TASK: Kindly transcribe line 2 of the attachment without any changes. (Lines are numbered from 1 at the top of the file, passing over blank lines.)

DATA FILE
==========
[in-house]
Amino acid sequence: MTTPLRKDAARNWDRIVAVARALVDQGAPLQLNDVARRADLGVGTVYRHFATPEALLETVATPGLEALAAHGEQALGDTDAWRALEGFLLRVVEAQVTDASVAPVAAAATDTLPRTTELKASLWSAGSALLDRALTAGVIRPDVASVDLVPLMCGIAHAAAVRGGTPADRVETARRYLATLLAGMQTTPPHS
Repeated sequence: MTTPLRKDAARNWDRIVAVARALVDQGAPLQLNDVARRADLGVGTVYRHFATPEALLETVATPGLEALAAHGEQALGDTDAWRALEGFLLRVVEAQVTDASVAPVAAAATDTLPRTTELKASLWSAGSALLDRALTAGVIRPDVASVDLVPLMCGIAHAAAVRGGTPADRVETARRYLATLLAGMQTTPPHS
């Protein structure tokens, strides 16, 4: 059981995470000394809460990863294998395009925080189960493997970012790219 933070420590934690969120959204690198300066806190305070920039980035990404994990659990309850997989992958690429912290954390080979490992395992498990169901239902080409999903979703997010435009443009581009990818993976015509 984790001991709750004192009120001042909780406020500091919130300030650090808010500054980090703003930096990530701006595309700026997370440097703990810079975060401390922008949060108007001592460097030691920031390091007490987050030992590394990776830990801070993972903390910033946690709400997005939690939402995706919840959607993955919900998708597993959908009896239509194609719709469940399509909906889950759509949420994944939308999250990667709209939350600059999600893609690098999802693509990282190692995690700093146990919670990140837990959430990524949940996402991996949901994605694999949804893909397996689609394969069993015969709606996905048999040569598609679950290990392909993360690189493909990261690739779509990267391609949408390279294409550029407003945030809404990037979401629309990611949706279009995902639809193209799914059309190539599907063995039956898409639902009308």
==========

Amino acid sequence: MTTPLRKDAARNWDRIVAVARALVDQGAPLQLNDVARRADLGVGTVYRHFATPEALLETVATPGLEALAAHGEQALGDTDAWRALEGFLLRVVEAQVTDASVAPVAAAATDTLPRTTELKASLWSAGSALLDRALTAGVIRPDVASVDLVPLMCGIAHAAAVRGGTPADRVETARRYLATLLAGMQTTPPHS